So when we all found out what our bathrooms would entail, I was secretly terrified about how I would adjust to NO SHOWERS and what I perceived as A PORCELINE HOLE IN THE GROUND for a toilet.  I’m the girl who lives for hot luxurious baths, sometimes two a day and I lay in the shower for comfort when I’m sick.  I know some people might think that I am a freaking water waster, but in America most find this acceptable.  So how could I possibly boil a small bucket of water to splash on myself while standing in a cold-cemented refrigerated bathroom?   This became my new biggest worry.  I hadn’t thought about this before I came.  Instead I was worried about poisonous spiders and hungry bears.  How could I have been so na├»ve to think that I would have a hot shower or bathtub?  Maybe I unconsciously didn’t want to know.

I’m in love with a Red Plastic Tub

Well, I tell you what, this princess is a lot tougher than I had ever imagined.  In fact, at the end of the orientation, as some of the teachers suffered from illnesses and homesickness, Simon say’s, "Who would have thought that this little princess turned out to be one of the strongest ones here: tougher than nails."  Simon, if you’re reading this, thank you dearly for not being part of the crew who is betting on how long it will take me to slit my after I saw my bathroom, this cracks me up.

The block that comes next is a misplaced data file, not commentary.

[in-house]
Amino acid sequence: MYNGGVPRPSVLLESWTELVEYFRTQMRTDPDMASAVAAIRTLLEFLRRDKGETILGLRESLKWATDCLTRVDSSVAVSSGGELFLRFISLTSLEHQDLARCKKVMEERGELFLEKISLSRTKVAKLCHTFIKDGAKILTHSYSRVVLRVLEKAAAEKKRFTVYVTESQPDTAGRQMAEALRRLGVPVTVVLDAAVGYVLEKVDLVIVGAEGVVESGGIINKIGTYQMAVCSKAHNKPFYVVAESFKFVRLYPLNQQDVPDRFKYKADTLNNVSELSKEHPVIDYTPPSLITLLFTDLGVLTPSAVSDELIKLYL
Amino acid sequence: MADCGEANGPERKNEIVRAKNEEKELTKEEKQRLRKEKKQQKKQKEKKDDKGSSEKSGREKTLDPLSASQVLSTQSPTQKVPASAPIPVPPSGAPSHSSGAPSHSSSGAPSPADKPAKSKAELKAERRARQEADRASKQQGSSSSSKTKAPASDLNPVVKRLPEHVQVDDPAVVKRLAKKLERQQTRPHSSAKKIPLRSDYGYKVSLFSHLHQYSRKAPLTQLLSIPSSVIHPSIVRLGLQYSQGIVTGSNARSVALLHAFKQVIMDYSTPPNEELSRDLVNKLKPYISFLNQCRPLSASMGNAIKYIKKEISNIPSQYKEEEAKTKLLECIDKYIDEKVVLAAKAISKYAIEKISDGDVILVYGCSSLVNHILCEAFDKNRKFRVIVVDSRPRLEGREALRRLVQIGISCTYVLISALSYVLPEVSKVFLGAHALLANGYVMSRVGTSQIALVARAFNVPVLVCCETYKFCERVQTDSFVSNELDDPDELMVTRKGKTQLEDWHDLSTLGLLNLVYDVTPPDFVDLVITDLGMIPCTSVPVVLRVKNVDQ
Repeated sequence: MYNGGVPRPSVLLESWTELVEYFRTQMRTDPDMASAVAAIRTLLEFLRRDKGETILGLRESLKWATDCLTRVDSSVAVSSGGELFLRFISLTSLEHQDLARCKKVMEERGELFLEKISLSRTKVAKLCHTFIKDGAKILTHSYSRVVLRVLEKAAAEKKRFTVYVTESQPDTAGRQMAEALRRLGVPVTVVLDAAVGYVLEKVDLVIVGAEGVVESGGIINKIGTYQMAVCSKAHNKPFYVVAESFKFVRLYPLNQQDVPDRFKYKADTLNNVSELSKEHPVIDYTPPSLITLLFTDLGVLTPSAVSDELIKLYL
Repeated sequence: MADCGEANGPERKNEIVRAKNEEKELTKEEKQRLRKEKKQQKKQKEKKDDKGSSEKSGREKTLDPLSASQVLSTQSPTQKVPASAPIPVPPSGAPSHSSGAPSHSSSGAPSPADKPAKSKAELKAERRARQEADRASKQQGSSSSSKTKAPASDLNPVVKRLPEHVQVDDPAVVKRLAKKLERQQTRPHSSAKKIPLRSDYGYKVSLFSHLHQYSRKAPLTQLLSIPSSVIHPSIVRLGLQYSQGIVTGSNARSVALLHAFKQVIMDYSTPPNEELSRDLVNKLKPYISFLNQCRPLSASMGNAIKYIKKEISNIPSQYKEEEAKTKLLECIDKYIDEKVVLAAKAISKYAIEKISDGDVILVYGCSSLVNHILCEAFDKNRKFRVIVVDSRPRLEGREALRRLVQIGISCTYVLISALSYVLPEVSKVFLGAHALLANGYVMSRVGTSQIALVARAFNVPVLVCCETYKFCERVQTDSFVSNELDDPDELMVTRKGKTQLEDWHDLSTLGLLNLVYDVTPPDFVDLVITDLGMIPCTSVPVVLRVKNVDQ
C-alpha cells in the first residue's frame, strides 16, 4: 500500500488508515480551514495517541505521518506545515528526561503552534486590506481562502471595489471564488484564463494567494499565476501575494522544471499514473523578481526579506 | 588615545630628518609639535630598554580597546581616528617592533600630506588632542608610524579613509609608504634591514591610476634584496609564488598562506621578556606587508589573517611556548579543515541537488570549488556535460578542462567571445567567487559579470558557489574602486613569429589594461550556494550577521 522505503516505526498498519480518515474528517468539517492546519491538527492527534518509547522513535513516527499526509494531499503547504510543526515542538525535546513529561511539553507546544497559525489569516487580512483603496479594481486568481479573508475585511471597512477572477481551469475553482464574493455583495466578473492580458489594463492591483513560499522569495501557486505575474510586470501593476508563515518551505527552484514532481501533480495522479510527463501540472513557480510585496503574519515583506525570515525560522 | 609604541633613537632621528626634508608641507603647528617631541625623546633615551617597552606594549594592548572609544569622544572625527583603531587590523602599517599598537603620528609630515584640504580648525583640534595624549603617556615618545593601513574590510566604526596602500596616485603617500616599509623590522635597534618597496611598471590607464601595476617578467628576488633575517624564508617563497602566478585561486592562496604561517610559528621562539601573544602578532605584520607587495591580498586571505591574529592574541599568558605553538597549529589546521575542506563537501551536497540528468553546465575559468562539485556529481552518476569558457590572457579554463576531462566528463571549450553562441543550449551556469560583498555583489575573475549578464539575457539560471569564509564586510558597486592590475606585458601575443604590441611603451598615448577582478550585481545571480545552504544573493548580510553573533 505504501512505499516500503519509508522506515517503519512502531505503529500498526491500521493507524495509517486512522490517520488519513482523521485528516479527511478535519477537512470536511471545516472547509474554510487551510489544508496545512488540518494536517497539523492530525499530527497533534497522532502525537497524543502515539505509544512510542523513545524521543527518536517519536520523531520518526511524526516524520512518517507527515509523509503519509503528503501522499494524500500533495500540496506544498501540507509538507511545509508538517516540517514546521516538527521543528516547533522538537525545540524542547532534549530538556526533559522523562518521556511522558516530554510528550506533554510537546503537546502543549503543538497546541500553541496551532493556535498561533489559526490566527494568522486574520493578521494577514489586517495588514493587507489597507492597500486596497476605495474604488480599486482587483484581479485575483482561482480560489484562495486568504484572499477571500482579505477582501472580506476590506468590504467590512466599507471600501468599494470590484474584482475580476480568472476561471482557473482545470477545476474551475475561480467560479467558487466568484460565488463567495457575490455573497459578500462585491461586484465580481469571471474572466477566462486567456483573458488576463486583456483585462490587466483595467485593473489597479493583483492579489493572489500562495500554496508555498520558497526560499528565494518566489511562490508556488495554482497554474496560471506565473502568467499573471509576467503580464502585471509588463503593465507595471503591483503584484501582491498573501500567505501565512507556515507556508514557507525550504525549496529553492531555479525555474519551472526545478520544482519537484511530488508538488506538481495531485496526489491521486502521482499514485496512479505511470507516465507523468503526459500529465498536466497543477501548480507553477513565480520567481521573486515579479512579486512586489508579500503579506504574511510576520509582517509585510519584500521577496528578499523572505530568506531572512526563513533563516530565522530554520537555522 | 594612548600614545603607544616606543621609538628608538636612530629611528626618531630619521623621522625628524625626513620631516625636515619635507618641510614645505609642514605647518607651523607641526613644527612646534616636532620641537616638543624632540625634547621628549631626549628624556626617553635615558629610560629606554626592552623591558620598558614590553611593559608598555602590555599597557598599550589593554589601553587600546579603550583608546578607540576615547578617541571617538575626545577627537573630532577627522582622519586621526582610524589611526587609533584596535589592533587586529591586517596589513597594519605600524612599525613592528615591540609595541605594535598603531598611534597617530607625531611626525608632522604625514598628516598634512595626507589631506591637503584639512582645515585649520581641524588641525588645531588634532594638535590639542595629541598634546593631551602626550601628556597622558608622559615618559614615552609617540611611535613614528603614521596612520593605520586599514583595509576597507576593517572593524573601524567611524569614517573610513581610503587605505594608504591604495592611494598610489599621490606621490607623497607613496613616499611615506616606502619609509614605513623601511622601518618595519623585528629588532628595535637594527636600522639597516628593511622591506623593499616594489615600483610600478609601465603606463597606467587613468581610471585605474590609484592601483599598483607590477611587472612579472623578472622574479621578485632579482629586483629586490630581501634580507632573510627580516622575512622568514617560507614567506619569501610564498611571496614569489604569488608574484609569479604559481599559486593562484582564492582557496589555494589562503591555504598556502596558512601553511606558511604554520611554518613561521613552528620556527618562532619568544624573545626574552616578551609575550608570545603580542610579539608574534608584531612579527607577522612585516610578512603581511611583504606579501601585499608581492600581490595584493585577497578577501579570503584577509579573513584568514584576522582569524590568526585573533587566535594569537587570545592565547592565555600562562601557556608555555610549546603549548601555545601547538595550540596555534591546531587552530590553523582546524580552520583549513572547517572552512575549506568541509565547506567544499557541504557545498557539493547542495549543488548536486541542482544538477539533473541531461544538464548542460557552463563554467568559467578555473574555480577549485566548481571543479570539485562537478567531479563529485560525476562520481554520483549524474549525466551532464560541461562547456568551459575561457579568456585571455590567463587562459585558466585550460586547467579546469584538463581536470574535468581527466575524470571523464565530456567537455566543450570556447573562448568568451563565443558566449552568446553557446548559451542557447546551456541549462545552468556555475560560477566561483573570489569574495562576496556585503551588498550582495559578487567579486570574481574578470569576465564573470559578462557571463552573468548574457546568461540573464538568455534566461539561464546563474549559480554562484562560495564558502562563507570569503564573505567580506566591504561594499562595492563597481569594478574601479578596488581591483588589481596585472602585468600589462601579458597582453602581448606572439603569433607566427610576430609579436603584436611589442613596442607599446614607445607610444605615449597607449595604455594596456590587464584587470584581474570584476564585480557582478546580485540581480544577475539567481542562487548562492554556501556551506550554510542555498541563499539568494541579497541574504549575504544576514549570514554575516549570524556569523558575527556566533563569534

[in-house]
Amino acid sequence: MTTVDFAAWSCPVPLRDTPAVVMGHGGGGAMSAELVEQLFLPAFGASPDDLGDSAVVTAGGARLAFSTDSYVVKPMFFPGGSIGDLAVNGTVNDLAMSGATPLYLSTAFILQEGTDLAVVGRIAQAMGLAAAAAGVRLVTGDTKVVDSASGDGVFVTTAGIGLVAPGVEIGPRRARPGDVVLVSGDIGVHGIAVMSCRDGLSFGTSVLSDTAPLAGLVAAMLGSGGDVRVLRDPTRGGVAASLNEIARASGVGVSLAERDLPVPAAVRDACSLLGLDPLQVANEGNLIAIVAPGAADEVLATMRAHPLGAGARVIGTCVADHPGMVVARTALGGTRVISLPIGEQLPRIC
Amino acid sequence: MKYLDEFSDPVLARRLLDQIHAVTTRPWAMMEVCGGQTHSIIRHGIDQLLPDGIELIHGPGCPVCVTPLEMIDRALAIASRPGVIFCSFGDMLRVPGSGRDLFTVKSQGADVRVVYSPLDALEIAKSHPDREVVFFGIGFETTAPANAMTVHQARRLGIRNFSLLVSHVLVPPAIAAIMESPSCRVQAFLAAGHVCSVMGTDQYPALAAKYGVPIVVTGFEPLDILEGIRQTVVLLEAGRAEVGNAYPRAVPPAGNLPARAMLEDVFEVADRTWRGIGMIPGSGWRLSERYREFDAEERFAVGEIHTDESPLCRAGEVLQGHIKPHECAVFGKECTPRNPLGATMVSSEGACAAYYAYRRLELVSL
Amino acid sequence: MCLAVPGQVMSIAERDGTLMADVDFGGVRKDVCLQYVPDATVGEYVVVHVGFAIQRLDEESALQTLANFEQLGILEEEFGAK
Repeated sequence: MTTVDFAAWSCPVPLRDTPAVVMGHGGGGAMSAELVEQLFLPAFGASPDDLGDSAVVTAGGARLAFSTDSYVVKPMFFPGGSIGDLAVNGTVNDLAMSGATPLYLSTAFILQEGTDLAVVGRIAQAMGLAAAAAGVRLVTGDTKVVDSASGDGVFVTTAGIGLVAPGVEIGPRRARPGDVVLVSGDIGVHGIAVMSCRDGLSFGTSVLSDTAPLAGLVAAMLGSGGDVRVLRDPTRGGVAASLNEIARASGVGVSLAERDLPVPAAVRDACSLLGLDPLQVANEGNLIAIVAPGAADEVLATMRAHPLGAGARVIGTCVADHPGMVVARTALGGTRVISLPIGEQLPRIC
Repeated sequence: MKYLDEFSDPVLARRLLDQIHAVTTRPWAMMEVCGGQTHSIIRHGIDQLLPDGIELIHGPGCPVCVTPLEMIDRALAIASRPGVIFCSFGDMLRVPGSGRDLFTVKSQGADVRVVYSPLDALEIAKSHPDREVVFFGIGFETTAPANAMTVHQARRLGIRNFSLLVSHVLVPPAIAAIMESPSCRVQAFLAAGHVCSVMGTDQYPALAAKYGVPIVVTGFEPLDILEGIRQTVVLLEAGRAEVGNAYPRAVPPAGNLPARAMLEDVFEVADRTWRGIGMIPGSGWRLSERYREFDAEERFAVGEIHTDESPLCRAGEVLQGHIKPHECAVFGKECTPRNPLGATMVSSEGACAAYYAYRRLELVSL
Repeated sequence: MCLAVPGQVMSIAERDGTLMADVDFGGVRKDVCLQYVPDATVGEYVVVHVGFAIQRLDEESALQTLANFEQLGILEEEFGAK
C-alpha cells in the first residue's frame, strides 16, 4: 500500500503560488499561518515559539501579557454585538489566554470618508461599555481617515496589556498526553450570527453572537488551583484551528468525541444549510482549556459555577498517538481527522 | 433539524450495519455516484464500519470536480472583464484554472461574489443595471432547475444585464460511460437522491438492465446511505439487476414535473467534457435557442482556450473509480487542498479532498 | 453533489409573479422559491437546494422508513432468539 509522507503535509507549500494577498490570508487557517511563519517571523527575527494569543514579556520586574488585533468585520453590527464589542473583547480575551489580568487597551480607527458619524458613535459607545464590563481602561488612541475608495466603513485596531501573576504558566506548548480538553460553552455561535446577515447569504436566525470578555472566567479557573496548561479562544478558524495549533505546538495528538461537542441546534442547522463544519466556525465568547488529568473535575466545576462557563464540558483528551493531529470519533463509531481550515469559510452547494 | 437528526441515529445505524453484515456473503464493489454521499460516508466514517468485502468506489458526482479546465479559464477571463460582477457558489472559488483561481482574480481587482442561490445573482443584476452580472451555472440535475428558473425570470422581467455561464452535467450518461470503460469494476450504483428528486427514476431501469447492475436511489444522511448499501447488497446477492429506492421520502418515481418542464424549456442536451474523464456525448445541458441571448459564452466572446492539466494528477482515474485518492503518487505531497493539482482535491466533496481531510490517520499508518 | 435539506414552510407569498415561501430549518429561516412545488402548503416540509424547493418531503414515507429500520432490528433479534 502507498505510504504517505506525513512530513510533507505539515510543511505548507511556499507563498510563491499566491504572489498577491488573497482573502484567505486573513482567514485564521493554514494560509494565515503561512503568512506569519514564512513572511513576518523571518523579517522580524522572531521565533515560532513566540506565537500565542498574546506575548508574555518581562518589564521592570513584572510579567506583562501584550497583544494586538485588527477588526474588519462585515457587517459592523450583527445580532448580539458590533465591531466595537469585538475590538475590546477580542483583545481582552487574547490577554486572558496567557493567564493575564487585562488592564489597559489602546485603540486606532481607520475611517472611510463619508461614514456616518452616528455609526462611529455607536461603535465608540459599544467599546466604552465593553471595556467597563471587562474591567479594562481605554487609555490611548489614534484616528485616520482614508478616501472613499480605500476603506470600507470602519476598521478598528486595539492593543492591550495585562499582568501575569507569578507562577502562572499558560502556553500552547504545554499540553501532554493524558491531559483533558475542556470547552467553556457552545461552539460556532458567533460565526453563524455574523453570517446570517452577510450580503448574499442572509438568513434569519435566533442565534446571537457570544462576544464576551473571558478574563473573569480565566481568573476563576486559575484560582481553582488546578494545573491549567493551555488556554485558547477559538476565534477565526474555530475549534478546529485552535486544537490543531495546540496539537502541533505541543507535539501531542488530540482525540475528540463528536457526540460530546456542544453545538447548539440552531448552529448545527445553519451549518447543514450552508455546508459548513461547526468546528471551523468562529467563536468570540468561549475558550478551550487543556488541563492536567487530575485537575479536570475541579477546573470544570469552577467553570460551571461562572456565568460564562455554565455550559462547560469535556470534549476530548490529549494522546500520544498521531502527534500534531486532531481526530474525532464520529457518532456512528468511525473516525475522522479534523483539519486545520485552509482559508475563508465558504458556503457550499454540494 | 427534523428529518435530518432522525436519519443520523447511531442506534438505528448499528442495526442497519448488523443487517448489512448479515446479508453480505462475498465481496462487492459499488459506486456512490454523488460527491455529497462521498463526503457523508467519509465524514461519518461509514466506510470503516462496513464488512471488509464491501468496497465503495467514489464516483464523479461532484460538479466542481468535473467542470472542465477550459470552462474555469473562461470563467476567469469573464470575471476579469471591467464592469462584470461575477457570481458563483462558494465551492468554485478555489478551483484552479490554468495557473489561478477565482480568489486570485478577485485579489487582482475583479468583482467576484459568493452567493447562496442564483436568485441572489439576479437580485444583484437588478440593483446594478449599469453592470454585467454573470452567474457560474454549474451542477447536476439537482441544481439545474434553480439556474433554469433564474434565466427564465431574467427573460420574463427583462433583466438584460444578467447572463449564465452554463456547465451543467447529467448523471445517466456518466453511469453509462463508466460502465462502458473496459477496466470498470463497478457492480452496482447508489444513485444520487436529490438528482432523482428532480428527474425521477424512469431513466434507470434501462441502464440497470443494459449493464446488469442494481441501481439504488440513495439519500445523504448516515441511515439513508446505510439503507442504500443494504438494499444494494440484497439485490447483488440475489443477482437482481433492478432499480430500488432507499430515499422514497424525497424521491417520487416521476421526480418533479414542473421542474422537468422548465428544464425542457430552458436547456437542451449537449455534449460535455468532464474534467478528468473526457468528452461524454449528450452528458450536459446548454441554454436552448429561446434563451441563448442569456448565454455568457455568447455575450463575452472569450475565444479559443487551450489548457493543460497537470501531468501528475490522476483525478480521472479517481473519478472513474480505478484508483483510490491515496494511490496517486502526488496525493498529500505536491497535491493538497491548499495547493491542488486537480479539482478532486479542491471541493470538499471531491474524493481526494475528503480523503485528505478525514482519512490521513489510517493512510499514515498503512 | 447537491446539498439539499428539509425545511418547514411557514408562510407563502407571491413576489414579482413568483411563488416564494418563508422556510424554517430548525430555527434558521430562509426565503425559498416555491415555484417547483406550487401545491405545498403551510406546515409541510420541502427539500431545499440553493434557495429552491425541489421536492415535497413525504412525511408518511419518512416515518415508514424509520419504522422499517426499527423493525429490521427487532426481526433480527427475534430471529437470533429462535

The way I saw it was there was no turning back, so I decided to just go with it.  I bought the largest, roundest, red, plastic bin I could find in Thimphu.  I proudly wrote on it with permanent marker, “SABRINA’S TUB” for all to see.  I picked out a nice water heater emersion and pictured myself having a hot bubble bath in my new plastic tub.  I found myself feeling grateful for being petite enough to fit into it.  I even became all bubbly about this inventive tub of mine.  Before I knew it, I started to get attached to it.  When some workers were loading it on the truck for my destination, I found myself hovering over it to make sure it didn’t get any cracks.  I had fallen in love with this piece of plastic.  It was going to be just the tub and me.

The Bathroom!